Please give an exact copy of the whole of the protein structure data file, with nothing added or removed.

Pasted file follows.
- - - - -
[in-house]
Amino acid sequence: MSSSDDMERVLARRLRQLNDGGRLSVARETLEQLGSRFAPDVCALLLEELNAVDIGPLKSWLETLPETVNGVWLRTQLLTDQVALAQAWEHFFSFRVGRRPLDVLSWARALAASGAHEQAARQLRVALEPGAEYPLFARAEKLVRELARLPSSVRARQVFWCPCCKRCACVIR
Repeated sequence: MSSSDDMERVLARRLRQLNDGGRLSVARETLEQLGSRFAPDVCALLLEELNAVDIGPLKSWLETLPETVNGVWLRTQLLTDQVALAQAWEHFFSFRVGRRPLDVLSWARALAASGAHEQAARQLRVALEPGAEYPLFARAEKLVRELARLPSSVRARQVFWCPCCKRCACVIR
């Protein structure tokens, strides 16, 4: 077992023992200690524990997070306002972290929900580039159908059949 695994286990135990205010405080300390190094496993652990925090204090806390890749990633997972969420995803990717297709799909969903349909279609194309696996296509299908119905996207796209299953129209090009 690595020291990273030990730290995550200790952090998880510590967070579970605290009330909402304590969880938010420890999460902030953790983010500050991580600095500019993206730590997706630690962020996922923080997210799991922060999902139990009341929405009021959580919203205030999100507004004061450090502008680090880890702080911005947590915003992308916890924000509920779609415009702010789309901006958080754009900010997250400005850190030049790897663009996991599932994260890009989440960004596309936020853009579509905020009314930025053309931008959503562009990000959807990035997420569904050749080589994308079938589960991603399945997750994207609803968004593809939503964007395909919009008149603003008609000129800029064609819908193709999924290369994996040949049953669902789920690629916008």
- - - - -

[in-house]
Amino acid sequence: MSSSDDMERVLARRLRQLNDGGRLSVARETLEQLGSRFAPDVCALLLEELNAVDIGPLKSWLETLPETVNGVWLRTQLLTDQVALAQAWEHFFSFRVGRRPLDVLSWARALAASGAHEQAARQLRVALEPGAEYPLFARAEKLVRELARLPSSVRARQVFWCPCCKRCACVIR
Repeated sequence: MSSSDDMERVLARRLRQLNDGGRLSVARETLEQLGSRFAPDVCALLLEELNAVDIGPLKSWLETLPETVNGVWLRTQLLTDQVALAQAWEHFFSFRVGRRPLDVLSWARALAASGAHEQAARQLRVALEPGAEYPLFARAEKLVRELARLPSSVRARQVFWCPCCKRCACVIR
């Protein structure tokens, strides 16, 4: 077992023992200690524990997070306002972290929900580039159908059949 695994286990135990205010405080300390190094496993652990925090204090806390890749990633997972969420995803990717297709799909969903349909279609194309696996296509299908119905996207796209299953129209090009 690595020291990273030990730290995550200790952090998880510590967070579970605290009330909402304590969880938010420890999460902030953790983010500050991580600095500019993206730590997706630690962020996922923080997210799991922060999902139990009341929405009021959580919203205030999100507004004061450090502008680090880890702080911005947590915003992308916890924000509920779609415009702010789309901006958080754009900010997250400005850190030049790897663009996991599932994260890009989440960004596309936020853009579509905020009314930025053309931008959503562009990000959807990035997420569904050749080589994308079938589960991603399945997750994207609803968004593809939503964007395909919009008149603003008609000129800029064609819908193709999924290369994996040949049953669902789920690629916008």